COMMENT: PLATFORM; Good relations make for good business

Successful PR doesn’t just rely on public perception, but on the company values that underlie it, says Hilary Sutcliffe

Successful PR doesn’t just rely on public perception, but on the company

values that underlie it, says Hilary Sutcliffe



Stakeholding - aren’t you sick of it? Behind the management speak it

seems like common sense, and it’s hard to see what the fuss is about.



In case you’ve been on Mars, it goes something like this: if you’re in

business, a lot of people matter to your success. It’s not just the

shareholders who can make or break you, but any of the people you may

deal with. So you’d better make sure you treat them responsibly and that

everyone is clear about what you do, where you’re coming from and where

you’re going. There. That’s it.



While many companies say it’s rubbish, many don’t. During my three

years’ work on the RSA Inquiry, Tomorrow’s Company, thousands of people

have come forward, saying: ‘at last, this is what we thought all along,

but no-one put a name to it’. There is a real ground-swell of support

for this ‘inclusive approach’ to business.



But how to convince the sceptics who think that if you’re concentrating

on these other people you can’t possibly keep your eye on the main man,

the shareholder? I like to talk to them, not just about the value for

shareholders in adopting this approach, but about the real risks

involved in not doing so.



Quite simply, if you ignore a relationship, or abuse it, it can cost you

money, your reputation, even your company. The price of repairing the

damage is far higher than the cost of nurturing the relationship in the

first place.



You might provoke your customers (like Gerald Ratner), your employees

(dare I mention London Underground?), or suppliers (Sunday Business?),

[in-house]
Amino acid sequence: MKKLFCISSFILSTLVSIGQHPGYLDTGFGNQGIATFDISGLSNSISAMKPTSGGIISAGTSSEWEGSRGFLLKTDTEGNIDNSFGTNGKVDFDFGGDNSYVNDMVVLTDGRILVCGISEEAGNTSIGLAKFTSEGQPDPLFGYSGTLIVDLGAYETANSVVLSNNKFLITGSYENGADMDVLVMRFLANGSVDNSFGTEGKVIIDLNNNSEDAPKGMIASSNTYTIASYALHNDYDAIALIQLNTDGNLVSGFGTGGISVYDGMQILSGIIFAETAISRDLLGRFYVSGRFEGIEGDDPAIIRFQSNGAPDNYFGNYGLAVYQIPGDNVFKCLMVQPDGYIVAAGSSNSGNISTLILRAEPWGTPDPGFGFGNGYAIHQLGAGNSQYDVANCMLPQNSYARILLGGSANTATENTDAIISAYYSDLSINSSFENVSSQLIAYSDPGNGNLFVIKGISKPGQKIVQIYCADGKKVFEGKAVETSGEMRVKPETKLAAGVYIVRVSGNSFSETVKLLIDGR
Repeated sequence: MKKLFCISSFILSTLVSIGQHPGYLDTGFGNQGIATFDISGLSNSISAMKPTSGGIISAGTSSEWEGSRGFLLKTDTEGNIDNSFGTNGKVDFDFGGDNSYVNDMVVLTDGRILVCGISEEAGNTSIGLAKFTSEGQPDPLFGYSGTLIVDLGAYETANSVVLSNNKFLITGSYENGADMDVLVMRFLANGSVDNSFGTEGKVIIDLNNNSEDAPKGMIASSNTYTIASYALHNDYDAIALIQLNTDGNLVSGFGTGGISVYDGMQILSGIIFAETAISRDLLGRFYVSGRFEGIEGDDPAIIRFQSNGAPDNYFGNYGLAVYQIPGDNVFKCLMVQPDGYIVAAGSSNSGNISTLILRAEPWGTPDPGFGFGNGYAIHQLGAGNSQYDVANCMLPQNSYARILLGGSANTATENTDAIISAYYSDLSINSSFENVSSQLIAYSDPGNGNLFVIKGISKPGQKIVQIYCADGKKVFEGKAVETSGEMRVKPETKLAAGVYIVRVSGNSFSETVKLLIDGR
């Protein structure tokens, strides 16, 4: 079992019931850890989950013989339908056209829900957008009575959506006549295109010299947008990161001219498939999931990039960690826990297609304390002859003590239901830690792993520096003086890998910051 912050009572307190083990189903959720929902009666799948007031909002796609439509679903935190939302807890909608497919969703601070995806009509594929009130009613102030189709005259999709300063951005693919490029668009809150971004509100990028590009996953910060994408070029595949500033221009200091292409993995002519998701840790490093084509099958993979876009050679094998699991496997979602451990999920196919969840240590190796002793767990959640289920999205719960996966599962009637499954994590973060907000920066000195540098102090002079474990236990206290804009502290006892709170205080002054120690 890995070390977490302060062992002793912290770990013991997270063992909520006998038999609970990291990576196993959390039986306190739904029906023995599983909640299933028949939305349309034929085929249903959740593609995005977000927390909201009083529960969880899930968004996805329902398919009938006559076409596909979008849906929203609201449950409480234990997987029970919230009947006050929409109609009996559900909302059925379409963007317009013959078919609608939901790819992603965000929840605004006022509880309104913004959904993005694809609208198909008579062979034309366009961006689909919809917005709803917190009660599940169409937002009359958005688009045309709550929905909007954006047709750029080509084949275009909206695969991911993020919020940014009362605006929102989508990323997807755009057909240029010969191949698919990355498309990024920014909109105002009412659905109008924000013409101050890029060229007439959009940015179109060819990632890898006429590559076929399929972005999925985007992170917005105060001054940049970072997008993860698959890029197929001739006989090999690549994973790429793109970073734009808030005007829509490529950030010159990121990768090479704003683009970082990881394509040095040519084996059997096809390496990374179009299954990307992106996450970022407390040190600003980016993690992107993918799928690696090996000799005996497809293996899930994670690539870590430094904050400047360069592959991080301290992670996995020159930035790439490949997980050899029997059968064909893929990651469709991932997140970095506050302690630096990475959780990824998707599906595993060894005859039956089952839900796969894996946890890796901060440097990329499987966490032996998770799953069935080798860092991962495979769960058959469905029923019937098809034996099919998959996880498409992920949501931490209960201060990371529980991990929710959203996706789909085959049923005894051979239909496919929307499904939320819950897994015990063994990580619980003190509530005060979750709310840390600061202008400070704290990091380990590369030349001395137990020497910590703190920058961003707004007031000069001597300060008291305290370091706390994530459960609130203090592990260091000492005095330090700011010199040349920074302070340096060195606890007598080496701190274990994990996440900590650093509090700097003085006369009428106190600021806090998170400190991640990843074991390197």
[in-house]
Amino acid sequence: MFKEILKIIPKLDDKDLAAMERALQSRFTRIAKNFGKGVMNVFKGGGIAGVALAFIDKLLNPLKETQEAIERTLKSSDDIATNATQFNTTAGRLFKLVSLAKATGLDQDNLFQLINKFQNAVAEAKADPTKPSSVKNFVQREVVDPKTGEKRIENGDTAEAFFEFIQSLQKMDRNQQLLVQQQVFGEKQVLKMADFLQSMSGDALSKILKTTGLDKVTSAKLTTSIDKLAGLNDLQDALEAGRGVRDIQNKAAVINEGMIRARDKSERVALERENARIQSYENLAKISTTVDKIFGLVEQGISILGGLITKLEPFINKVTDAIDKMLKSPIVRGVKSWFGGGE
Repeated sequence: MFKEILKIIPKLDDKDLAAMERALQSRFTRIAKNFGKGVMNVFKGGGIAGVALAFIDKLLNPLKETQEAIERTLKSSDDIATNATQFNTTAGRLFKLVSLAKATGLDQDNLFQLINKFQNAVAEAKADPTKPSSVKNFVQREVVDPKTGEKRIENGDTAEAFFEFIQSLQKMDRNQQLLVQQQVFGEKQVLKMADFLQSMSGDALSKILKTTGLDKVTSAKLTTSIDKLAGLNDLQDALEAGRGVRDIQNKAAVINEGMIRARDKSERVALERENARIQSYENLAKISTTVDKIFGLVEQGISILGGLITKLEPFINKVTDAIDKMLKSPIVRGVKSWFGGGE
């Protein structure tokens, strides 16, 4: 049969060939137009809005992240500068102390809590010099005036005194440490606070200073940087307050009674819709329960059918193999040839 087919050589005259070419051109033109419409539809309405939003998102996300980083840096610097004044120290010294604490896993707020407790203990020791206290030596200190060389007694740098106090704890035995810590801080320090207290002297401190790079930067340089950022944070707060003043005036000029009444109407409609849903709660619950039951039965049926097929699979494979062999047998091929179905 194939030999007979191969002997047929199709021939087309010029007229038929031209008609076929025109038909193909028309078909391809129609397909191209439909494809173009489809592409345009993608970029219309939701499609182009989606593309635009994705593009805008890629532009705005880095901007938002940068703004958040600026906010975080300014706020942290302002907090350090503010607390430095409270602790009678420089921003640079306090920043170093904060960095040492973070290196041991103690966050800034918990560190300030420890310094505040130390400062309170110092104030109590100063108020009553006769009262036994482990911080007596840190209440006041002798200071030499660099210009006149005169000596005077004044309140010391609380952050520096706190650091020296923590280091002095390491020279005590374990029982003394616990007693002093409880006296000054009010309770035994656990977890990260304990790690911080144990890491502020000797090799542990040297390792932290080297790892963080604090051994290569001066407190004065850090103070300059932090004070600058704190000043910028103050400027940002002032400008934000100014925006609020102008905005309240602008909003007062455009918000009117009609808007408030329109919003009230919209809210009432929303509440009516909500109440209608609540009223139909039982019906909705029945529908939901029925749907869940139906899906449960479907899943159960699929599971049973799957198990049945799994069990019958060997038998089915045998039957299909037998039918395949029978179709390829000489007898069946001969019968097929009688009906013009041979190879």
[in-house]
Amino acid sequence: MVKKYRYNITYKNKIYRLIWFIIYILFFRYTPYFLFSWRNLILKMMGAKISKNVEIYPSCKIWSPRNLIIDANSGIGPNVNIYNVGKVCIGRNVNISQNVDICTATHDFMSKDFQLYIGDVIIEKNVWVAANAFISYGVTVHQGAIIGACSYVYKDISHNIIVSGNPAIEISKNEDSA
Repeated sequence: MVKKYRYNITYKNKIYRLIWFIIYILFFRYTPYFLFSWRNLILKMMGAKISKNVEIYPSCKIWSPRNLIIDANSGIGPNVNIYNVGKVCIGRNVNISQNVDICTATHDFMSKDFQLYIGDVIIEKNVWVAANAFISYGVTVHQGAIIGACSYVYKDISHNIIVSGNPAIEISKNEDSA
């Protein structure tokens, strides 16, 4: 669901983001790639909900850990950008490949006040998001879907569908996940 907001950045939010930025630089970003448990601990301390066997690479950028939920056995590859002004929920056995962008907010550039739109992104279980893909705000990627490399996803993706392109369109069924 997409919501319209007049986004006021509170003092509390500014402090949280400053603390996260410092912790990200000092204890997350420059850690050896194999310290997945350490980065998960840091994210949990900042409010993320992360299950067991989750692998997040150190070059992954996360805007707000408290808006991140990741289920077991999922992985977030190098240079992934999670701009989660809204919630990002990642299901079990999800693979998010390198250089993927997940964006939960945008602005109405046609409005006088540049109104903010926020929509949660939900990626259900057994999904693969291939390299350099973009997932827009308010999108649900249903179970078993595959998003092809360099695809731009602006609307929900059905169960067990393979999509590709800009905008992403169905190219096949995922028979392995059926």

the community (Shell?) or even, no surely not, the media (where do I

begin?).



Many great companies agonise constantly about building inclusive

relationships and still have problems. No company is immune from all

problems, after all. But some weather them better than others. The

difference comes down to the company’s values.



It’s the difference between the rhetoric and the reality. If the values

a company adopts and the way it behaves closely underpin the outward

perception then the damage is usually limited; if there is a yawning

chasm between what it says and what it does, one poor joke can undo

years of hard work.



So who guides the company on this journey to inclusiveness? It can be

the public relations professional. We have an overview of the whole

organisation and are able to offer a dispassionate view based upon a

real understanding of the risks involved in failing the rhetoric/reality

test.



It’s our job to anticipate risk and advise accordingly. But we need to

broaden our focus from the media and the shareholder to look at every

aspect of the company. We should be asking questions about the

underlying values and how these are reflected in the way the company

does business and the way its relationships are measured.



So the next time your weekend is ruined by some article in the Sunday

Times and the client is on the phone in a panic, instead of simply

looking at how to correct the misperception, start to ask the difficult

questions, and persist until you get some answers, and some changes.

It’s our job, after all.



There is a lot of talk about the future of public relations and I can’t

think of a more fundamental, powerful or exciting role than this. It’s

there for the taking, so let’s get on with it.



Hilary Sutcliffe is joint managing director of Addition Public Relations



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